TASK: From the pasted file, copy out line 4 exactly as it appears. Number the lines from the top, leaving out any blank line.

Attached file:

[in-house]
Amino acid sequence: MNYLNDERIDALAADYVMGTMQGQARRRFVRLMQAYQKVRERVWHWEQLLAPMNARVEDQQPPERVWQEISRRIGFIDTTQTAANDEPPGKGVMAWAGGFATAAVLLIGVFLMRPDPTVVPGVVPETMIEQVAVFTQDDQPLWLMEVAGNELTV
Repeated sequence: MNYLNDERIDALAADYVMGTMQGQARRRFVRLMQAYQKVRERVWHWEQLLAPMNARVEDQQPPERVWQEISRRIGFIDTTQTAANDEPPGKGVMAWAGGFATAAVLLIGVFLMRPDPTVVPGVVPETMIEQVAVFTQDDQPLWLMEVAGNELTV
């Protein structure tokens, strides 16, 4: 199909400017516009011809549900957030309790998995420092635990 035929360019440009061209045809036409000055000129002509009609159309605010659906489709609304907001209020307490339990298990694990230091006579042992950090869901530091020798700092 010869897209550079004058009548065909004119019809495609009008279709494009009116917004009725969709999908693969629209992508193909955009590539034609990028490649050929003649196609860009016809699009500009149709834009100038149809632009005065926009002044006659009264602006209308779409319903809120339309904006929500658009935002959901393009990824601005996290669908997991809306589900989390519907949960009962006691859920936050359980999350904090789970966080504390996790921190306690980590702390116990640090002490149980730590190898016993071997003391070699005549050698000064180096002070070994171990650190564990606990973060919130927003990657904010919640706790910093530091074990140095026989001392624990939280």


């Protein structure tokens, strides 16, 4: 199909400017516009011809549900957030309790998995420092635990 035929360019440009061209045809036409000055000129002509009609159309605010659906489709609304907001209020307490339990298990694990230091006579042992950090869901530091020798700092 010869897209550079004058009548065909004119019809495609009008279709494009009116917004009725969709999908693969629209992508193909955009590539034609990028490649050929003649196609860009016809699009500009149709834009100038149809632009005065926009002044006659009264602006209308779409319903809120339309904006929500658009935002959901393009990824601005996290669908997991809306589900989390519907949960009962006691859920936050359980999350904090789970966080504390996790921190306690980590702390116990640090002490149980730590190898016993071997003391070699005549050698000064180096002070070994171990650190564990606990973060919130927003990657904010919640706790910093530091074990140095026989001392624990939280």